In this final blog of the series about room temperature optimization, we show how, by adjusting the room temperature setpoint, the power demand can be kept in check. We continue to explore the capability of this optimization in simulated examples. For context, read the complete series:

→ Simulation — A Safe Playground for Smart HVAC Control

→ Towards a Zero HVAC-Energy Building and Beyond

→ Optimize Room Temperature to Utilize Thermal Insulation and Thermal Capacity

→ Optimize Room Temperature to Based on Chiller Efficiency

In this example, when the room temperature is optimized without demand ceiling, the peak power is in the afternoon when the Outside Air Temperature (OAT) is highest. Taking demand ceiling into account, the optimization tries to keep the peak power below 70 kW. This is achieved by precooling the building and then drifting the room temperature during the time of peak power. Note that the simulated peak power is actually slightly above 70 kW. This is due to the difference in sampling rate between simulation and optimization.

In this example, when the room temperature is optimized without demand ceiling, the peak power is in the morning —this is the result of optimizing for the Time of Use (TOU) tariff, (see Towards a Zero HVAC-Energy Building and Beyond). Taking demand ceiling into account, i.e., trying to keep the peak power below 70kW, the optimized room temperature setpoint is similar to Example 1. Both, examples 1 and 2, are successful in keeping the power demand in check. The morning cooling power in this example 2 is more than that in example 1 due to the additional TOU tariff. Note that the very sharp power peak at the start of the second day, which is not reduced, is an artifact of this simulation.

In this example, there is a Demand Response (DR) event from 1pm to 3pm. Taking this into account, the optimization precools the building just before the DR event. This is done in order to drift the room temperature and drop power consumption during the DR event.

This blog concludes our series on ** Room Temperature Optimization**. Here are a few take away points:

- Our optimized room temperature setpoint profile is not generated from a fixed set of rules but is the result of some mathematical (i.e., numerical) optimization (for example, constrained optimization, dynamic programming, and reinforcement learning.
- As a control strategy, there are many goals to achieve. In fact, each example in our blog series is a specific goal. As a mathematical optimization problem, there is only one cost function (a single number!) that must be affected by each of our goals.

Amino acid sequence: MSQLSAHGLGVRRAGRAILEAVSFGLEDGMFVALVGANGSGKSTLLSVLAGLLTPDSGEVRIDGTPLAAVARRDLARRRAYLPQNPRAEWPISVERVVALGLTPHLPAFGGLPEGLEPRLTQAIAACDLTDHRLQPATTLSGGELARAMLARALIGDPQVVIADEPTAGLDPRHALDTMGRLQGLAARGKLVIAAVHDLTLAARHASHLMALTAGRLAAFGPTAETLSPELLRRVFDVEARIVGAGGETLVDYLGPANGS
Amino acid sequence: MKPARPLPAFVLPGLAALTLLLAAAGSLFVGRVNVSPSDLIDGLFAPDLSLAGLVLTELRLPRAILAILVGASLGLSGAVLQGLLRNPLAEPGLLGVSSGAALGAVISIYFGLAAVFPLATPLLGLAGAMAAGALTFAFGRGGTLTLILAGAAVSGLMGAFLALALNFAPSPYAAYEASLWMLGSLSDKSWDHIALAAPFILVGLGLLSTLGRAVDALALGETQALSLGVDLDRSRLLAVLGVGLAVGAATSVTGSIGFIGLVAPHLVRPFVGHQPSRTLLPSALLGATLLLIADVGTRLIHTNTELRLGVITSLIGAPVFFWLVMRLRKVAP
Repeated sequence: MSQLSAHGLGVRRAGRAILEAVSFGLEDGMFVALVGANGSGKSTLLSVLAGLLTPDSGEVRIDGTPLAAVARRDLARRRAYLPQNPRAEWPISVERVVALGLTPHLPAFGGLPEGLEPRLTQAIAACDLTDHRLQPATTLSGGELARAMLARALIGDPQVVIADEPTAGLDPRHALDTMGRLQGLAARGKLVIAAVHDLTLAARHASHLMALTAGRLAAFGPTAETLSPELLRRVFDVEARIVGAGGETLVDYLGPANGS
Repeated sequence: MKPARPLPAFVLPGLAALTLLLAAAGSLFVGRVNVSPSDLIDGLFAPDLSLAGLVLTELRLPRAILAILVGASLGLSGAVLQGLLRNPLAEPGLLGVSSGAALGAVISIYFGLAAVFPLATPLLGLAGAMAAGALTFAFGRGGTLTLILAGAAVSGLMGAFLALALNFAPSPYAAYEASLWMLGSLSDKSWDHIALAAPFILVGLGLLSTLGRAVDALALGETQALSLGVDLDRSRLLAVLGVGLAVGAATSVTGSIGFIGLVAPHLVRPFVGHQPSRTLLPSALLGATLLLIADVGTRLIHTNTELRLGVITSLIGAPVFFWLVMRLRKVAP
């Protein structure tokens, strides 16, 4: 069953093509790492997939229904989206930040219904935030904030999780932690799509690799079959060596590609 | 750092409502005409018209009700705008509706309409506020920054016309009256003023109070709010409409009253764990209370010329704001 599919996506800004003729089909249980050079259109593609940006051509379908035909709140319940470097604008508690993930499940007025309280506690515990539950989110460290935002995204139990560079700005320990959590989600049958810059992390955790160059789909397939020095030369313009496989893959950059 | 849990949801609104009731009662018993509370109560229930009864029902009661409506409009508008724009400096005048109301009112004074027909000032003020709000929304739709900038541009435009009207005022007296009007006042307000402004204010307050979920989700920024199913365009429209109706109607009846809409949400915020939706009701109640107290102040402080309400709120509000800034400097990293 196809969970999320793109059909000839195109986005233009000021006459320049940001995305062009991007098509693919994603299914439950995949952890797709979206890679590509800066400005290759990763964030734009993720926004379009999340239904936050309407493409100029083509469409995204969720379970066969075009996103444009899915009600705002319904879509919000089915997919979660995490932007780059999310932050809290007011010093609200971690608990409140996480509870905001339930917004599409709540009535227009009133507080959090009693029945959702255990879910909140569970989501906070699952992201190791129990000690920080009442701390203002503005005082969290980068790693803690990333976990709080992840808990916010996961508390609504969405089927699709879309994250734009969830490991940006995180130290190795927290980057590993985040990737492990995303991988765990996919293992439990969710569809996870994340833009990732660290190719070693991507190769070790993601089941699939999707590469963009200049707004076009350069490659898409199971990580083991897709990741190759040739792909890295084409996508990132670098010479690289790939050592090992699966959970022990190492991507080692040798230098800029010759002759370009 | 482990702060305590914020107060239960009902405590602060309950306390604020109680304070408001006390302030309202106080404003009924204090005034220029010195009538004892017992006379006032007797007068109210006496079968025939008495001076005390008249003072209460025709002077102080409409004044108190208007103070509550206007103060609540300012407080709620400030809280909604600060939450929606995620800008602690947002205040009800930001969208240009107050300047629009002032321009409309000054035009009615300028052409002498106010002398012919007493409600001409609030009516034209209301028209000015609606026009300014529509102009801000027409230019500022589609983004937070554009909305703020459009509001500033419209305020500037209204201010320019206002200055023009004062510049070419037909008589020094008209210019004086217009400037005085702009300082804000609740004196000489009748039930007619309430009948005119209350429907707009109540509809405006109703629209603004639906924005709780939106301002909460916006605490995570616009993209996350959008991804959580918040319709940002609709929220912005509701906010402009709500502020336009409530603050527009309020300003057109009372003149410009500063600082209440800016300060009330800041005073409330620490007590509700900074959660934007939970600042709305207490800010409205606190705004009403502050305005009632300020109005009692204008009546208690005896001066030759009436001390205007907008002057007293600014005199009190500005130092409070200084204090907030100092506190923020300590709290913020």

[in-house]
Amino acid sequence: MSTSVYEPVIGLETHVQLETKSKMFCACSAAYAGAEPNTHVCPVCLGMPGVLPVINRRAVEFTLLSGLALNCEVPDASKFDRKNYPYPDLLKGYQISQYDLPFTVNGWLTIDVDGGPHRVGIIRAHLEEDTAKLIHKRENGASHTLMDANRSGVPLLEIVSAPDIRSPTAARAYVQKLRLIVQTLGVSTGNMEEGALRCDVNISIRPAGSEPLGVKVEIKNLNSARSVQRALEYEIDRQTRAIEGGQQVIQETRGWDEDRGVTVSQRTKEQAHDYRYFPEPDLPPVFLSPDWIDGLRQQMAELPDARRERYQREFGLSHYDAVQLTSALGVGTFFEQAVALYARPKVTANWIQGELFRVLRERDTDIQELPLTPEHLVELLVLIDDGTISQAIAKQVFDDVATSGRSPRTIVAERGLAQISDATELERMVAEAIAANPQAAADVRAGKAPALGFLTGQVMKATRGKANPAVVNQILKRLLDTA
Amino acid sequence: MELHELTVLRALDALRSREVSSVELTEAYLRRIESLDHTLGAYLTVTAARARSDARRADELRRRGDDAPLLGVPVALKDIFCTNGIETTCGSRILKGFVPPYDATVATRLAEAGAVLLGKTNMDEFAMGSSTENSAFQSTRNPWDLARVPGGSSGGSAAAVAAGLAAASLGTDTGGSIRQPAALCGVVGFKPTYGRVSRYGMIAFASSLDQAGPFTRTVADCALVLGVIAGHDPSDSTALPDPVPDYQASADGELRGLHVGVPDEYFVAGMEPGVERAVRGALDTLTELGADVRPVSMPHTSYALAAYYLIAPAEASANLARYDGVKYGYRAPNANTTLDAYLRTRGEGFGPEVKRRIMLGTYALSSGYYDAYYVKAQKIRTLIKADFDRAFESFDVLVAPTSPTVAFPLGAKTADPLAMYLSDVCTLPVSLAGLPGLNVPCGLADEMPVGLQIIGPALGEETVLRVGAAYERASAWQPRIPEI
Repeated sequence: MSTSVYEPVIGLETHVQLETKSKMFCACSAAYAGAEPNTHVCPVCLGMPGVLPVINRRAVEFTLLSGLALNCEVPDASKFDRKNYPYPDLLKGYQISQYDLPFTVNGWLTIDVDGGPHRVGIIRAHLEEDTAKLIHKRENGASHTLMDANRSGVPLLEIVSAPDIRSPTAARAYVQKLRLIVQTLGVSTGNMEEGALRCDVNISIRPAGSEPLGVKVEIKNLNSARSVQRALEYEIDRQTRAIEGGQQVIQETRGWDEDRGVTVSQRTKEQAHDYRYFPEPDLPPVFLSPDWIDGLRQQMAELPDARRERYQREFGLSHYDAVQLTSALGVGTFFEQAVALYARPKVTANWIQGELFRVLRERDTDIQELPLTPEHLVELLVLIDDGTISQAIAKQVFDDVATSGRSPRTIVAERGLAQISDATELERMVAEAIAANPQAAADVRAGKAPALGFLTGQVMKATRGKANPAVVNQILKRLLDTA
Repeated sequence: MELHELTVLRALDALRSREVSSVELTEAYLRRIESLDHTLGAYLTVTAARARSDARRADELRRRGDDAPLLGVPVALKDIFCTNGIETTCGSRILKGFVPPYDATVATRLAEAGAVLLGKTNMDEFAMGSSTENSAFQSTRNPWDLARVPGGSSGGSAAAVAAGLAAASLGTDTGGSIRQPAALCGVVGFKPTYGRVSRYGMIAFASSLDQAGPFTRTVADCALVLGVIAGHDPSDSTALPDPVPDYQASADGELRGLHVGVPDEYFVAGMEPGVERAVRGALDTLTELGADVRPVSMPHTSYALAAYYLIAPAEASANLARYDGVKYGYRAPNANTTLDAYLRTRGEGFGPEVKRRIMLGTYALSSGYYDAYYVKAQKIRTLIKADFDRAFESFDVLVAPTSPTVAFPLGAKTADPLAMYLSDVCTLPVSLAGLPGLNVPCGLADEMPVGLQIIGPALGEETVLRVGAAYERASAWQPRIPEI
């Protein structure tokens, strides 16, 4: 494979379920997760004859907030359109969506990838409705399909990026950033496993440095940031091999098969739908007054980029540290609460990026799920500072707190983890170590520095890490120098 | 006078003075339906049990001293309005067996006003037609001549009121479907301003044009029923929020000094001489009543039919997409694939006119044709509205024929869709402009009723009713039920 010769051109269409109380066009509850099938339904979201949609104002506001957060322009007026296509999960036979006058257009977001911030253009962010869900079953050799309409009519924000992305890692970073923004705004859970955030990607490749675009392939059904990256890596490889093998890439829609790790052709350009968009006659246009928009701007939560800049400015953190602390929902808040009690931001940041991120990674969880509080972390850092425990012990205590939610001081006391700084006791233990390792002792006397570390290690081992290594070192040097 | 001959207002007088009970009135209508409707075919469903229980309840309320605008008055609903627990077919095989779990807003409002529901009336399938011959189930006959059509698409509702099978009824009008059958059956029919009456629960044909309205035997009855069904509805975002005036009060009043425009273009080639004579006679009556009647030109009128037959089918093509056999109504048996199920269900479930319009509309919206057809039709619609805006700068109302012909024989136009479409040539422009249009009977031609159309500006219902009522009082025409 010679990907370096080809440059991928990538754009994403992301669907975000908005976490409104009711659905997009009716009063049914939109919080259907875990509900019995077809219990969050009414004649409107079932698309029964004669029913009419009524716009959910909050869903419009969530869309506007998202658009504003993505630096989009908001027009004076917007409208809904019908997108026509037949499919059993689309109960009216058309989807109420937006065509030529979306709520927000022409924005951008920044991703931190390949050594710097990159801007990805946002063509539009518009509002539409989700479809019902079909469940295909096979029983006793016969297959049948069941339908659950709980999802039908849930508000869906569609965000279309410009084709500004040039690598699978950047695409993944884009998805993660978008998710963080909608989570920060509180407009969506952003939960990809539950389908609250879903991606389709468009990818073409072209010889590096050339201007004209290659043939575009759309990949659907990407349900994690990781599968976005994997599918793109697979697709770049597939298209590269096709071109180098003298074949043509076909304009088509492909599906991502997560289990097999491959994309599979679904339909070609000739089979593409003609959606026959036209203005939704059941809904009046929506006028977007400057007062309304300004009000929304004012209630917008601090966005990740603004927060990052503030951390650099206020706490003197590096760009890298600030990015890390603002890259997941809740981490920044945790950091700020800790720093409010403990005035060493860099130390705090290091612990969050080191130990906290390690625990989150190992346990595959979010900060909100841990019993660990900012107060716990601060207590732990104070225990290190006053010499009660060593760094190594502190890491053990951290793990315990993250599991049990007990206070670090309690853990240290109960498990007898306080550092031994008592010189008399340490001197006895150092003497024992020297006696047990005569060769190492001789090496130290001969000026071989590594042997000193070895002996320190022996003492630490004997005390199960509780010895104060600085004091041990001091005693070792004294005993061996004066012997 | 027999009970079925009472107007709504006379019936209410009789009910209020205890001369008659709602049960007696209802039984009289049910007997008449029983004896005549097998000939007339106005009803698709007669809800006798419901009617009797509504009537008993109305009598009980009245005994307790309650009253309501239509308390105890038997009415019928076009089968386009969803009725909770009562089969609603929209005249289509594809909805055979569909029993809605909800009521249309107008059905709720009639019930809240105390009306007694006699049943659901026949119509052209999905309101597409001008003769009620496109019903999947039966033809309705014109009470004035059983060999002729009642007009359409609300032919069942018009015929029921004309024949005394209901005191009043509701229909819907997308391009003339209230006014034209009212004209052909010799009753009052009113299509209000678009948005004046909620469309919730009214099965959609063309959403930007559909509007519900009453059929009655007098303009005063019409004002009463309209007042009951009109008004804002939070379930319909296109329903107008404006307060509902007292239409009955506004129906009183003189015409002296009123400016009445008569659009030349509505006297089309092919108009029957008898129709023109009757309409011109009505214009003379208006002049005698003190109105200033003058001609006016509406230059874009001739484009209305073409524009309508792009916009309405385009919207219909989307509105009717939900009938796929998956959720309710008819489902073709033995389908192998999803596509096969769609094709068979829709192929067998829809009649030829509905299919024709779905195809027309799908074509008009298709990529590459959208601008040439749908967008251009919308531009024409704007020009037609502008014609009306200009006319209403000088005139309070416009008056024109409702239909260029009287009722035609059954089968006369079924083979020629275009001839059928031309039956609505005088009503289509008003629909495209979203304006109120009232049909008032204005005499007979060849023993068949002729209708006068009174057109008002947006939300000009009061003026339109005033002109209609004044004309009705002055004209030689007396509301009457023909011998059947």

- Before room temperature can be optimized in this way, we have to obtain a dynamic model that can map a room temperature profile to the corresponding power profile. This dynamic model can also be used for simulation. In fact, each iteration of our optimization can involve a simulation of a certain time period.
- As a control strategy, we are
*not*implementing a feedback control loop to achieve a specific room temperature setpoint. Instead, we are generating the room temperature setpoint itself, i.e., we are optimizing the most important goal of an HVAC system! - As a mathematical optimization problem, it should not make a difference in the result whether we pick ZT as our optimization variable or any other variable that has a deterministic relationship with ZT through the dynamic model, for example, the HVAC load. The only difference is in convenience in expressing certain constraints.

During testing and demonstrations, like we do here, we can go through each goal of our control strategy, verifying or showing that they are being achieved. In a real application, the optimization will try to achieve all these goals at the same time or balance the relative importance between them through the formulation of the cost function. For instance, taking example 3 further, the optimization can automatically combine a demand ceiling and a DR event, in which case, the precooling before the DR event can be done more gradually.

*Dr. Rui (Ray) Xu is Data Scientist at BuildingIQ. During his career, he has encountered many challenges in the transfer of human knowledge into machines, the interpretation of results of algorithms into human intuition, and the verification of evolving strategies. This experience has helped him to solve some of the most difficult and interesting problems in the industry. He describes himself as a bit quiet but also very energetic and assertive when there is a mathematical, simulated and/or experimental proof behind the scenes.*